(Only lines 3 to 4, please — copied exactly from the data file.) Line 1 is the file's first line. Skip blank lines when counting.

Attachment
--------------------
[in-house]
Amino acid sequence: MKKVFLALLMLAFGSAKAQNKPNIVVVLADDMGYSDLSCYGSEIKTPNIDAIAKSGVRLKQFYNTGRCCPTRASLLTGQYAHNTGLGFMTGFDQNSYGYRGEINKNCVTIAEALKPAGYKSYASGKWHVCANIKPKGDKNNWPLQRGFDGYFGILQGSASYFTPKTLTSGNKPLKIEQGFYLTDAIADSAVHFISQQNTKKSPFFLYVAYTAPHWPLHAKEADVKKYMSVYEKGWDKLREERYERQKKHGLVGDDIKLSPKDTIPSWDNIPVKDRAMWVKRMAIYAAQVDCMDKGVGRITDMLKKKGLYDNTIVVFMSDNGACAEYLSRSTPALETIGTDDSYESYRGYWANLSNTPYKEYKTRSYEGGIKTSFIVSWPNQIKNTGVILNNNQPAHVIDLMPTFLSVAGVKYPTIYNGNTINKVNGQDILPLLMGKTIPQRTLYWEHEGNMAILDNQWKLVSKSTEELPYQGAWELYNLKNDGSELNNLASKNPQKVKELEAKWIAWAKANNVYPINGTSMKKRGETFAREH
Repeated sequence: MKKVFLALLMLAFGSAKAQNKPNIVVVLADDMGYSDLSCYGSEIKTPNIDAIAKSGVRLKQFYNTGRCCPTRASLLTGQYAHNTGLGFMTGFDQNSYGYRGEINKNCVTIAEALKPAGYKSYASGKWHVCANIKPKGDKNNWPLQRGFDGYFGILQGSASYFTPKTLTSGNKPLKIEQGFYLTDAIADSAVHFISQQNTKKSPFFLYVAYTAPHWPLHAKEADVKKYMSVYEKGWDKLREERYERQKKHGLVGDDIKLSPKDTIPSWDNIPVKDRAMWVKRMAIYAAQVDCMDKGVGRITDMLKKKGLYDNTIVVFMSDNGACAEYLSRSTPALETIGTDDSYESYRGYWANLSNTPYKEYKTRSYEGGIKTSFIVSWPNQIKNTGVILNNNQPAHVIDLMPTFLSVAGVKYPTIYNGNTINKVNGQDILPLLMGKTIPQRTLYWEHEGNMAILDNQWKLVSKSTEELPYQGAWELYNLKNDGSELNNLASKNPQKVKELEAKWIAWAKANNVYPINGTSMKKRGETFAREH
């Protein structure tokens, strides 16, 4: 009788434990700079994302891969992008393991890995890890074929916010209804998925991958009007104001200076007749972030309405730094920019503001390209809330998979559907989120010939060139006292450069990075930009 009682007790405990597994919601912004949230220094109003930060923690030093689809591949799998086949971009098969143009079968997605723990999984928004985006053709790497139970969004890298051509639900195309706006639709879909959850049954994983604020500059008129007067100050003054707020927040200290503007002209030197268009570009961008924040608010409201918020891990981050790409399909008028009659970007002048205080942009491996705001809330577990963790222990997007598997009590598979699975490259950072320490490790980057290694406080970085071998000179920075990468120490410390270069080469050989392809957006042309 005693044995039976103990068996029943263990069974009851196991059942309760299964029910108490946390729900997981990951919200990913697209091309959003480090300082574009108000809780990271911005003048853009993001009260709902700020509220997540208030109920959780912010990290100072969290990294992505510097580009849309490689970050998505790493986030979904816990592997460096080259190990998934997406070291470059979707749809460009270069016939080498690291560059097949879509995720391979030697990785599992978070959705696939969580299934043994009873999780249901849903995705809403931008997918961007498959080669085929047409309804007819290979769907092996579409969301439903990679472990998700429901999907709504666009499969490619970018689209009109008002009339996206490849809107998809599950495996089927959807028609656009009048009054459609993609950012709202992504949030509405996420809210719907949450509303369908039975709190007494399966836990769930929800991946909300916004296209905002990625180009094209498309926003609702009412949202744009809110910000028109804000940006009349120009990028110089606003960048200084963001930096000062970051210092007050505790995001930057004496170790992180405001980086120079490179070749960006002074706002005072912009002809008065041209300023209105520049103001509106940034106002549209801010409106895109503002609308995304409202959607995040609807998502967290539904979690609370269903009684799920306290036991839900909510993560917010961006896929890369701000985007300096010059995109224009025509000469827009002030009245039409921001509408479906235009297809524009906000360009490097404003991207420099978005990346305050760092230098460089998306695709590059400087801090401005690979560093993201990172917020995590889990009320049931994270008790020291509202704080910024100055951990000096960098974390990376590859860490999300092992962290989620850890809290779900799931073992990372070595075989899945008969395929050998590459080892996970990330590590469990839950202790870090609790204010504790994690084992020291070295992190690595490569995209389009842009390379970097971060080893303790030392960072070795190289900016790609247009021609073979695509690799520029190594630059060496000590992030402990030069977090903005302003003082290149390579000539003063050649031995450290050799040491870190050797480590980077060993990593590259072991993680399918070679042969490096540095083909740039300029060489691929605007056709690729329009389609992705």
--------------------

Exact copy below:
Repeated sequence: MKKVFLALLMLAFGSAKAQNKPNIVVVLADDMGYSDLSCYGSEIKTPNIDAIAKSGVRLKQFYNTGRCCPTRASLLTGQYAHNTGLGFMTGFDQNSYGYRGEINKNCVTIAEALKPAGYKSYASGKWHVCANIKPKGDKNNWPLQRGFDGYFGILQGSASYFTPKTLTSGNKPLKIEQGFYLTDAIADSAVHFISQQNTKKSPFFLYVAYTAPHWPLHAKEADVKKYMSVYEKGWDKLREERYERQKKHGLVGDDIKLSPKDTIPSWDNIPVKDRAMWVKRMAIYAAQVDCMDKGVGRITDMLKKKGLYDNTIVVFMSDNGACAEYLSRSTPALETIGTDDSYESYRGYWANLSNTPYKEYKTRSYEGGIKTSFIVSWPNQIKNTGVILNNNQPAHVIDLMPTFLSVAGVKYPTIYNGNTINKVNGQDILPLLMGKTIPQRTLYWEHEGNMAILDNQWKLVSKSTEELPYQGAWELYNLKNDGSELNNLASKNPQKVKELEAKWIAWAKANNVYPINGTSMKKRGETFAREH
């Protein structure tokens, strides 16, 4: 009788434990700079994302891969992008393991890995890890074929916010209804998925991958009007104001200076007749972030309405730094920019503001390209809330998979559907989120010939060139006292450069990075930009 009682007790405990597994919601912004949230220094109003930060923690030093689809591949799998086949971009098969143009079968997605723990999984928004985006053709790497139970969004890298051509639900195309706006639709879909959850049954994983604020500059008129007067100050003054707020927040200290503007002209030197268009570009961008924040608010409201918020891990981050790409399909008028009659970007002048205080942009491996705001809330577990963790222990997007598997009590598979699975490259950072320490490790980057290694406080970085071998000179920075990468120490410390270069080469050989392809957006042309 005693044995039976103990068996029943263990069974009851196991059942309760299964029910108490946390729900997981990951919200990913697209091309959003480090300082574009108000809780990271911005003048853009993001009260709902700020509220997540208030109920959780912010990290100072969290990294992505510097580009849309490689970050998505790493986030979904816990592997460096080259190990998934997406070291470059979707749809460009270069016939080498690291560059097949879509995720391979030697990785599992978070959705696939969580299934043994009873999780249901849903995705809403931008997918961007498959080669085929047409309804007819290979769907092996579409969301439903990679472990998700429901999907709504666009499969490619970018689209009109008002009339996206490849809107998809599950495996089927959807028609656009009048009054459609993609950012709202992504949030509405996420809210719907949450509303369908039975709190007494399966836990769930929800991946909300916004296209905002990625180009094209498309926003609702009412949202744009809110910000028109804000940006009349120009990028110089606003960048200084963001930096000062970051210092007050505790995001930057004496170790992180405001980086120079490179070749960006002074706002005072912009002809008065041209300023209105520049103001509106940034106002549209801010409106895109503002609308995304409202959607995040609807998502967290539904979690609370269903009684799920306290036991839900909510993560917010961006896929890369701000985007300096010059995109224009025509000469827009002030009245039409921001509408479906235009297809524009906000360009490097404003991207420099978005990346305050760092230098460089998306695709590059400087801090401005690979560093993201990172917020995590889990009320049931994270008790020291509202704080910024100055951990000096960098974390990376590859860490999300092992962290989620850890809290779900799931073992990372070595075989899945008969395929050998590459080892996970990330590590469990839950202790870090609790204010504790994690084992020291070295992190690595490569995209389009842009390379970097971060080893303790030392960072070795190289900016790609247009021609073979695509690799520029190594630059060496000590992030402990030069977090903005302003003082290149390579000539003063050649031995450290050799040491870190050797480590980077060993990593590259072991993680399918070679042969490096540095083909740039300029060489691929605007056709690729329009389609992705």